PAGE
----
Losing your turn in a game is horrible. Such games effectively steal your time, something that I wrote about a few years back, not coincidentally. Coupled to this are the broader mechanisms of dice chuckers, particularly working around players that will throw dice one at a time if you allow them to. This is where the Yachtzee/King of Tokyo mechanism of “1 roll, 2 re-rolls” shines: it stops that, reducing down time dramatically. Give a player infinite re-rolls and they can roll dice one at a time until they get 2 sharks and then stop. Which is hellishly dull. But then 1 roll, 2 re-rolls designs are not push-your-luck, they are maximisation games or ‘roll and see’ games. I went away and read a book.
We submitted the original 1 roll, 2 re-rolls version to Travis, who came back to us with some good feedback. He liked the black dice being used as a take that mechanism (everyone we have ever shown the game to has liked that; it’s the hook that grabs players when we are explaining it and has been the driving force behind our continued interest in the design). He also liked the diminishing dice as a clock idea…and that was about it.
Dicelantis was a set collection game at that point: you had to roll pairs of icons to claim scoring dice from the island. Claiming dice from the island was something we wanted to keep too: when demonstrating the game, putting a 3×3 square of dice on the table and saying: “This is the island of Dicelantis” is a) really visual and b) makes things obvious that it will be reducing in size before you’ve said anything else.
Playtesting continued at PlayTest and with friends and families, local games groups and anyone we could rope in. The feedback kept coming in that rolling three sharks was miserable. One game I sat in had someone roll three sharks on their first roll of the game at which point I lost them: they stopped caring. The final straw came when a tester took no turns in a game, and so that mechanism had to die. I took a wicked-looking rusty knife to the rules and came up with version 3 that used 6 dice as the engine with two different icons: waves and ‘things in the water’.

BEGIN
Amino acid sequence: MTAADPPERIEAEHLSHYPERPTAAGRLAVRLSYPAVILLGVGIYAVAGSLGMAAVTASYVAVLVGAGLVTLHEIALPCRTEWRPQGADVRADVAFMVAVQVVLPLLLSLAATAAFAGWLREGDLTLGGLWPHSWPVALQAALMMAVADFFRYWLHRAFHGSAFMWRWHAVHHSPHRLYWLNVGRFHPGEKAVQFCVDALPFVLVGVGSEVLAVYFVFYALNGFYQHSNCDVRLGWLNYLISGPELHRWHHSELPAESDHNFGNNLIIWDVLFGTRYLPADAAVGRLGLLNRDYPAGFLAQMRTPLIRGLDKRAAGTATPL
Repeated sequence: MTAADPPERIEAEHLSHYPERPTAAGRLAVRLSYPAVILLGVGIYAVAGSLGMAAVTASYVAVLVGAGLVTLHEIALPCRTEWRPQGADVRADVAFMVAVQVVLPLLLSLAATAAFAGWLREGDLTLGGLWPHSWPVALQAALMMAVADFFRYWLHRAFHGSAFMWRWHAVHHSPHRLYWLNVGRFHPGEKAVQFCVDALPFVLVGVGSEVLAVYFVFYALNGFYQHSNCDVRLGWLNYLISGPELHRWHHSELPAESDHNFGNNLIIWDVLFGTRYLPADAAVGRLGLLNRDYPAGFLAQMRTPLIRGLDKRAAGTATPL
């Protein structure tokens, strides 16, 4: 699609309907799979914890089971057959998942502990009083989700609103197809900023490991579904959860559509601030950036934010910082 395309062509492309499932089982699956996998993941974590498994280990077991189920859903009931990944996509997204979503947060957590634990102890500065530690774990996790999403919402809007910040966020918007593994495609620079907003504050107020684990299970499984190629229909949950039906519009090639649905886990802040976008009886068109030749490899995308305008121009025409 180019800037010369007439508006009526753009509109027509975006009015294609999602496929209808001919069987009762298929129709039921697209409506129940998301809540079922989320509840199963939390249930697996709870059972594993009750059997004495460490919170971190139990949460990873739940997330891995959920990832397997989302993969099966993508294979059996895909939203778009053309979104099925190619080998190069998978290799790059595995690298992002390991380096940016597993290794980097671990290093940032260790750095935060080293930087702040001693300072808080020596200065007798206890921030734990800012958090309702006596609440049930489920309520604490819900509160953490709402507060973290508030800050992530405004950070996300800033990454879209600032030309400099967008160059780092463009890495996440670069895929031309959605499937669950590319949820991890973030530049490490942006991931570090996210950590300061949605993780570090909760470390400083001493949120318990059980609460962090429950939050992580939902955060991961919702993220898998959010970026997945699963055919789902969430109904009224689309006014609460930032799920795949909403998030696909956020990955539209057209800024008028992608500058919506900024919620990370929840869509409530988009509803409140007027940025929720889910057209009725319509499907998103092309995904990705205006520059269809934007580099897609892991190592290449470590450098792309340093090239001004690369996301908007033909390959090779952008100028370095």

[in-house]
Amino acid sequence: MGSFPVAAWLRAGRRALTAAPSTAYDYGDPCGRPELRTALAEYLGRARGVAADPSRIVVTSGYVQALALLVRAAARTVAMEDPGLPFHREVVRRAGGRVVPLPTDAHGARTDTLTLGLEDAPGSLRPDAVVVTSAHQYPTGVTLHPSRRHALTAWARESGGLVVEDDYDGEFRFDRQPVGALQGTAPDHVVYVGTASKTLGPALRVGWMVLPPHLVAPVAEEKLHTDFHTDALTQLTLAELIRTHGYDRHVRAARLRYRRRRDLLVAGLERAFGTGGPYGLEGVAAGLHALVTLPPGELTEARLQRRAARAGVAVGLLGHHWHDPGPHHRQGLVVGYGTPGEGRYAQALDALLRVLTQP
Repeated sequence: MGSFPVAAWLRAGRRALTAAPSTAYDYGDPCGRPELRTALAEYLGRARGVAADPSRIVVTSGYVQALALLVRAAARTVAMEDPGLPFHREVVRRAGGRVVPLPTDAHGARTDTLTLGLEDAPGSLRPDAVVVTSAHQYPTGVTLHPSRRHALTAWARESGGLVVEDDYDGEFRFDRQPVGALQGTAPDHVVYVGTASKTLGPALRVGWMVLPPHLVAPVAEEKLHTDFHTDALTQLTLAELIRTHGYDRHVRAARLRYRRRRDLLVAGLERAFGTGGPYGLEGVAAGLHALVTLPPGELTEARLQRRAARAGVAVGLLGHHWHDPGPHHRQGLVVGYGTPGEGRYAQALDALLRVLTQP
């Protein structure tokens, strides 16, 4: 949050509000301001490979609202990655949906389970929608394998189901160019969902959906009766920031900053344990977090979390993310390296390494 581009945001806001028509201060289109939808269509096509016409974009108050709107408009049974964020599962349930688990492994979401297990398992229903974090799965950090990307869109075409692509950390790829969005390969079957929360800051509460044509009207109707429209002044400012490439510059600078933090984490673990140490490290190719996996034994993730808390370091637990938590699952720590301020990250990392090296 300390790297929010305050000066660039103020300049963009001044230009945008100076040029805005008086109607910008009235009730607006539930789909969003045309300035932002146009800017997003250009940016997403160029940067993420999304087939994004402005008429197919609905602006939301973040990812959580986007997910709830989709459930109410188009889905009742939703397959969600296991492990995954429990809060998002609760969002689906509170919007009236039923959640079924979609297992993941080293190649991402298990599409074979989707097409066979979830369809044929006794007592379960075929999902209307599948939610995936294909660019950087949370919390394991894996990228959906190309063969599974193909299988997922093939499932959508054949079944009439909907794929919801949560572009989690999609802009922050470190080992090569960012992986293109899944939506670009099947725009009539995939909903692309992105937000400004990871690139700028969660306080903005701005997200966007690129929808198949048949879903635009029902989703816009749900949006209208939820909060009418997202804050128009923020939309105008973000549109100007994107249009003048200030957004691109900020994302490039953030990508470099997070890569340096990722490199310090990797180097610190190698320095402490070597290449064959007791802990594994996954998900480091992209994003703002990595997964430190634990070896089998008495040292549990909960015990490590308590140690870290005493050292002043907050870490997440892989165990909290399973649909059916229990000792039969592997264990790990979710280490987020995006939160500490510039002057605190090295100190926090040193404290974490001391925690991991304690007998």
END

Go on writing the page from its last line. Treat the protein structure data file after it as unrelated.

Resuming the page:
- Waves: effectively blank faces
- Things: Either a treachery dice, a raft of survivors, or sharks.
Expanding on that, players bought ‘things’ depending on the number of icons they rolled:
- thing: Nothing
- things: 1 score dice
- things: 1 treachery dice
- things: 2 score dice
- things: Sharks! End your turn.
- things: Either 2 treachery dice or 3 score dice
-this has remained in this form ever since. The principle that a score dice can be ‘bought’ for 2 icons and a treachery dice can be bought for 3 icons seemed to stick with testers. It’s reasonable logic. Exactly what was on the dice you bought remained in a state of flux for years to come.
We meddled with the rules and re-submitted to Travis, but he didn’t like the table of results (it wasn’t what he had in mind for the game he wanted), he also thought it wasn’t “push-you-luck” enough. In truth, it wasn’t, although there are elements of it there with the teaser to ‘shoot the moon’ and go for 6 things. We mothballed the game, both of us burned out on it.
Two years later, Travis found what he was looking for and Indie Boards and Cards launched the Kickstarter for Dragon Slayer by David Mortimer a fine gentleman who also frequented the dice rich upper reaches of The Jugged Hare.
Which left us with a not-push-your-luck dice game and a whole lot of things learned about designing dice games. We also had a decent concept with a few good mechanisms badly welded to a half-baked dice game. However, we now had a bit of freedom in that we didn’t need to kid ourselves that Dicelantis was or needed to be a pure push-your-luck game.